Trumpf informs customers of Brexit measures

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As the UK’s withdrawal from the EU on 29 March fast approaches, laser giant Trumpf has sent a letter to its customers updating them on the critical topics that may affect the company.

During December 2018, Trumpf carried out stress testing on the various scenarios that could occur and identified key factors that have a high risk to its ongoing business concerns during and after the transition period.

In the letter, UK managing director Lee Moakes defines the firm's risk areas and details the measures being taken to mitigate them, which include:

  • Exchange rate volatility: 'Trumpf’s standard policy is to have forward exchange contracts. We have increased our hedging for 2019 to increase protection from extreme and adverse movements throughout the year.'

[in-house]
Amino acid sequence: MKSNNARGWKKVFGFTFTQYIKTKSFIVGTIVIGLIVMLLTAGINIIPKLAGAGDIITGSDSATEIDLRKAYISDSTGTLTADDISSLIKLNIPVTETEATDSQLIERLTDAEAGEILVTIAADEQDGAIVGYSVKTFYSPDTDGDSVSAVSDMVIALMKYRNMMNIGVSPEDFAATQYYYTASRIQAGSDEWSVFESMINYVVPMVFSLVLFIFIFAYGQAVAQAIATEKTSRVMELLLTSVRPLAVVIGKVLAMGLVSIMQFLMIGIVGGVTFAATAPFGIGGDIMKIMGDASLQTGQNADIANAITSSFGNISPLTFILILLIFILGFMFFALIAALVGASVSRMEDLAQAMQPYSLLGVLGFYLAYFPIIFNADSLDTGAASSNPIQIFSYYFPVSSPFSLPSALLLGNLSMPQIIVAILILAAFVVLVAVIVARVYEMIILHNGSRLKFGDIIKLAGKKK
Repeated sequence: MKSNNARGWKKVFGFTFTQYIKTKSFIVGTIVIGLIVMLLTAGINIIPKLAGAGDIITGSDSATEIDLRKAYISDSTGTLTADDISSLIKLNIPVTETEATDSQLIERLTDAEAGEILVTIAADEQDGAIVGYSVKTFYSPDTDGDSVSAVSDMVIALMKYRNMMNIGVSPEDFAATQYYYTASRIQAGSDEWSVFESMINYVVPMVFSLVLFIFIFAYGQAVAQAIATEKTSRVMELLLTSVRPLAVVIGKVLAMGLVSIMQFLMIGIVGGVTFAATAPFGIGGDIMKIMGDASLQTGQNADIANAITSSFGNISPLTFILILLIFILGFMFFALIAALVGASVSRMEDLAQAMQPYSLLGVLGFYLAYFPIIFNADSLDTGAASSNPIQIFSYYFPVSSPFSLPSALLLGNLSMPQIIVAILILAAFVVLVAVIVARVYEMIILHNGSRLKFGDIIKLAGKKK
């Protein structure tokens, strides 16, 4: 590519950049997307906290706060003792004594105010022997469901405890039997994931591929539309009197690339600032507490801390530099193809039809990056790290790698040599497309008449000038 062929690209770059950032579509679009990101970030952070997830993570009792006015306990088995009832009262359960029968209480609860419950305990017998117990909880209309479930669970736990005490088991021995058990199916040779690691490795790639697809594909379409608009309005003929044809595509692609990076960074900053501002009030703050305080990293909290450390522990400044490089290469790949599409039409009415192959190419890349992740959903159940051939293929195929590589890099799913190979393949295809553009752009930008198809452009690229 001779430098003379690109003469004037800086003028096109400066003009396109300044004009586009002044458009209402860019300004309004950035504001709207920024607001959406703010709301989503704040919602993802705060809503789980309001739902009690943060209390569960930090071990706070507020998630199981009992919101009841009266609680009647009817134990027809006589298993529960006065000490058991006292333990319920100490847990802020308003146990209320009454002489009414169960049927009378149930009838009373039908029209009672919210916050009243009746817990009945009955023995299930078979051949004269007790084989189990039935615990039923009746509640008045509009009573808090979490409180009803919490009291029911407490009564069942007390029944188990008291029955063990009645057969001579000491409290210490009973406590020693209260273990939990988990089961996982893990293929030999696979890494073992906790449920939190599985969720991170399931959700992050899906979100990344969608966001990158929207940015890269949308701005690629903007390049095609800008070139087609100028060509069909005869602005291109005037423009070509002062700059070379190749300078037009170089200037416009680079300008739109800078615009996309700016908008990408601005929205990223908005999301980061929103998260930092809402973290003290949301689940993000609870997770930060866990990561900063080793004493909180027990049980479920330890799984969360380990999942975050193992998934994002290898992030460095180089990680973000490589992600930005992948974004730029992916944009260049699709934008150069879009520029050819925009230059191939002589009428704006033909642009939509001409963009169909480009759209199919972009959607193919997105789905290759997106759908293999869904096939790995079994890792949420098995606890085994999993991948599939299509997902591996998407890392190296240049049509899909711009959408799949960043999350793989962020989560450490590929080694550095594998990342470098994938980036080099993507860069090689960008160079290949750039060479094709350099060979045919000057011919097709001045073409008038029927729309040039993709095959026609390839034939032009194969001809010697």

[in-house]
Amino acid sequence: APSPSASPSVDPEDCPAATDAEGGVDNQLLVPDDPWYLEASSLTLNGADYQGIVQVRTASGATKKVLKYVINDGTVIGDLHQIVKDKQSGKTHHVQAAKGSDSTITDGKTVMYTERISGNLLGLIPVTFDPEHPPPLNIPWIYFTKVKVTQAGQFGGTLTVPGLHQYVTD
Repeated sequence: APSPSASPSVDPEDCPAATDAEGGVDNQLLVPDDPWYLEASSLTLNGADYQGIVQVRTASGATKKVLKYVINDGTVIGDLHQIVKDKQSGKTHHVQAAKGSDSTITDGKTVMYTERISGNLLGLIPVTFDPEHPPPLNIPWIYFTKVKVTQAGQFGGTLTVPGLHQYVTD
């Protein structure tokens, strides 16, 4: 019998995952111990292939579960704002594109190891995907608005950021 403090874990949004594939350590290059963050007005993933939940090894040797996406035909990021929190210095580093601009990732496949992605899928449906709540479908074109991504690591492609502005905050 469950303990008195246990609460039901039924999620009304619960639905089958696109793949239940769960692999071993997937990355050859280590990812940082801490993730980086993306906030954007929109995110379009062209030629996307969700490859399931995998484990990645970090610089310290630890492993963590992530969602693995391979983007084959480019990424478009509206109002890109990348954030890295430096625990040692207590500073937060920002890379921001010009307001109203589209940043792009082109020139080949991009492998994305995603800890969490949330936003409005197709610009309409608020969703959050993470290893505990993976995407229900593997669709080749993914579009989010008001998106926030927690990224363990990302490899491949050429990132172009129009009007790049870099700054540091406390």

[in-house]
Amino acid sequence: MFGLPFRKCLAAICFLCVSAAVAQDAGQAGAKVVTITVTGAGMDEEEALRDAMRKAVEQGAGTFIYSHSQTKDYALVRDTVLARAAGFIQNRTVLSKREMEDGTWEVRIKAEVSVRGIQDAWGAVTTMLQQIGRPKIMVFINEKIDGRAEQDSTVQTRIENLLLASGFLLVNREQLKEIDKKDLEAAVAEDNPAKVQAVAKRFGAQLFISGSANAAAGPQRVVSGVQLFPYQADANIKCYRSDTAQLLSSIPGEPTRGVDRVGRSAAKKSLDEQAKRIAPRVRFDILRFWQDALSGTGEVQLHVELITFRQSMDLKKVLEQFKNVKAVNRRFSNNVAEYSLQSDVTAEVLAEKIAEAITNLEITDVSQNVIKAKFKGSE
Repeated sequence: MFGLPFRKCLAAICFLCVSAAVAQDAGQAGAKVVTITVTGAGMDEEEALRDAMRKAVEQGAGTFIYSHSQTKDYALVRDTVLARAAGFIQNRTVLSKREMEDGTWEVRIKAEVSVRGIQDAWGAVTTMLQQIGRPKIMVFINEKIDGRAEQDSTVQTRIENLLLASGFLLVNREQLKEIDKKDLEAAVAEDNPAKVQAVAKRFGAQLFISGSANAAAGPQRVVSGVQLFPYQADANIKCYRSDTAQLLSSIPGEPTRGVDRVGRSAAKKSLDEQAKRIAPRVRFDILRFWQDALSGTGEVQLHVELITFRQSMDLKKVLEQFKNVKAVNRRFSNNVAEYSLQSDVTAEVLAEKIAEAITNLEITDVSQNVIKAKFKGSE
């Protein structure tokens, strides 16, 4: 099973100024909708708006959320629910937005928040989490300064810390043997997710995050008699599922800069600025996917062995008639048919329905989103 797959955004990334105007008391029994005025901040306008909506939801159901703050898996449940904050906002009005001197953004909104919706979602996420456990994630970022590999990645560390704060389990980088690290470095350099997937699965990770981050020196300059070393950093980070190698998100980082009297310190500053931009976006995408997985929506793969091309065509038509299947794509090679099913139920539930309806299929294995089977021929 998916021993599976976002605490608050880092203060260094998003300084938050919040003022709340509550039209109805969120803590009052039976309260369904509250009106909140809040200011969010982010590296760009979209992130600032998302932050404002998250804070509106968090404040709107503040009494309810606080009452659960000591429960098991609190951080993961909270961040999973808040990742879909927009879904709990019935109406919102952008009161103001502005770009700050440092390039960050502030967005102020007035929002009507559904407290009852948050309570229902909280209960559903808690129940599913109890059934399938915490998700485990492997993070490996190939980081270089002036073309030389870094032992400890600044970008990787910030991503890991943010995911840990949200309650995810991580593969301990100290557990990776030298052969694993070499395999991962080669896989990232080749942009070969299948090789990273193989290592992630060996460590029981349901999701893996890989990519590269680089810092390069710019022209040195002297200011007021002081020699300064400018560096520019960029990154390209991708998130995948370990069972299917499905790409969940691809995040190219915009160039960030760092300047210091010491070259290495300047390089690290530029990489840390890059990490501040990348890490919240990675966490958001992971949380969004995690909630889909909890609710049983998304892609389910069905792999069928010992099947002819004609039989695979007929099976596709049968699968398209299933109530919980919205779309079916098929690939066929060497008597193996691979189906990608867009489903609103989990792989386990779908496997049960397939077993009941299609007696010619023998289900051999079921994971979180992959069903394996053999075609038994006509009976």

• Importation duty: 'To alleviate the concerns, Trumpf will ensure that no additional costs are incurred by the customer should any tariffs or duties be applied. This being applicable to all purchase orders placed before the 30th March 2019, whether capital equipment or spare parts. During March 2019 we should have more clarity on the withdrawal date and tariff status and shall update our customer base accordingly.'
  • Importation delay: 'Trumpf has reviewed all spares and consumables delivered directly to our customer base from the EU in the last two years. As a result we have increased our local inventory by £2 million, we shall maintain focus on the inventory level throughout and amend dynamically during 2019. TRUMPF have agreed measures with our logistics providers to ensure minimal importation disruption and are appointing a customs broker shortly.'

Earlier this month, the UK Department of International Trade issued a new Open General Export Licence for the export of dual-use items to the EU in the event of a no-deal Brexit. Currently dual-use items don’t need an export licence to the EU, but in event of a no deal Brexit they will.

This licence should enable continued export, but will require full registration in advance. Exporters should check the DiT OGEL and goods checkers to determine if a licence is required. 

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